Author- Melynda Rackley, stroke survivor and participant in Faces of Stroke campaign.
Never did I imagine that at the age of 23 I would learn my biggest life lesson.
Becoming a stroke survivor is now on my list of accomplishments. Learning how to walk again is my biggest victory. I can remember being at Brooks Rehabilitation Hospital and meeting my physical therapist, Megan Petrosky, for the first time. As a kid, I was always amazed when I saw a lighthouse on TV. I never really understood their purpose until Megan became my lighthouse at Brooks. As a new mother, being away from my daughter was the hardest part of my recovery. The post-stroke depression was almost as disabling as the physical limitations I faced.
Being hungry for knowledge about strokes, I think I read every piece of literature I was given, but one of them mentioned post-stroke depression. Each day I struggled to get past the negative feelings, trying to deal with them alone. Somehow in the middle of my world of feelings I found the strength to focus on my recovery with the help of a very determined physical therapist. I remember my first attempt at walking again. I was afraid that I would fall because of my left side weakness. Paralyzed by my fear and weighed down with depression, I looked at Megan and all I could say was, “I don’t want to fall.” It was in that moment that she became my beacon of light. She looked at me and smiled and in a reassuring voice said “Don’t worry. I’m not going to let that happen. Just look up at me and let’s walk.” In that moment I found the strength within me to believe that I could walk. On the days that I seemed a little down, she would play music during our sessions. She played “Eye of the Tiger” for me and although I didn’t love the song, I found energy in her determination to help me reach my goal of walking.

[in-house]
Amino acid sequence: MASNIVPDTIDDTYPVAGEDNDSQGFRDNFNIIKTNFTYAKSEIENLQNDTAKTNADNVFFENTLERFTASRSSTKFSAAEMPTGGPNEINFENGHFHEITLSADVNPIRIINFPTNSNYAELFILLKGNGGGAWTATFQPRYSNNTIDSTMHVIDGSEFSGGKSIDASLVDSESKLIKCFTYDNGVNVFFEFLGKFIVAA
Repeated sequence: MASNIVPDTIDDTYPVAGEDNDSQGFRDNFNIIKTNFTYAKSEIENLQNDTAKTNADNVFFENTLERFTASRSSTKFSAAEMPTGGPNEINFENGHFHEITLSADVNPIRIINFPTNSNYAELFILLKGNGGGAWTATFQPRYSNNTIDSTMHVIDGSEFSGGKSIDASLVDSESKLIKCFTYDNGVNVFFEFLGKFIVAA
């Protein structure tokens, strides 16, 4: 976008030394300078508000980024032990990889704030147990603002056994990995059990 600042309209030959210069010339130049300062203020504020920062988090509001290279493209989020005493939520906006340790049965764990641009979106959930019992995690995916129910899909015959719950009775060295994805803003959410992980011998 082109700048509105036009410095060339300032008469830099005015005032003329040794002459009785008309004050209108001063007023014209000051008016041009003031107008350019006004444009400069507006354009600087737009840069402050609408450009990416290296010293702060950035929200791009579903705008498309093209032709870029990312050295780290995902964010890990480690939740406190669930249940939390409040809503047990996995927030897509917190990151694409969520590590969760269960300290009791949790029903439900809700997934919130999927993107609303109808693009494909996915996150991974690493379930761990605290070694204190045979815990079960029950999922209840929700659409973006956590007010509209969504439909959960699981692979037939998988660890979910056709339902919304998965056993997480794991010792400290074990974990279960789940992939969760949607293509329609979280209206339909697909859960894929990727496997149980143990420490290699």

As time passed, I was able to cope with my situation better by focusing on the good even in the dark times. I focused on my accomplishments during the times when my depression would creep in, often being proud of my walking because I knew that my therapist believed in me. There is something inspiring about being able to look at someone who knew nothing about me but saw the fighter within me and believed in me.
I walk and run now because of Megan’s guidance and watchful eye mixed with my stubborn determination. On April 6, 2013, I ran in a 5k and Megan was there each step of the way from start to finish.
A lighthouse contains a beacon of light that helps to guide and/or warn ships at sea. Just like a lighthouse, Megan, along with the other staff at Brooks, helped me find my way through the fog of depression and overcome physical limitations. Some days are still a struggle, but I have learned to look for the light in each day and remember that I don’t have to fight depression alone. I smile often because now I can look into my daughter’s eyes and be the one to say “Don’t worry. I’m not going to let you fall. Just look up at me and let’s walk”.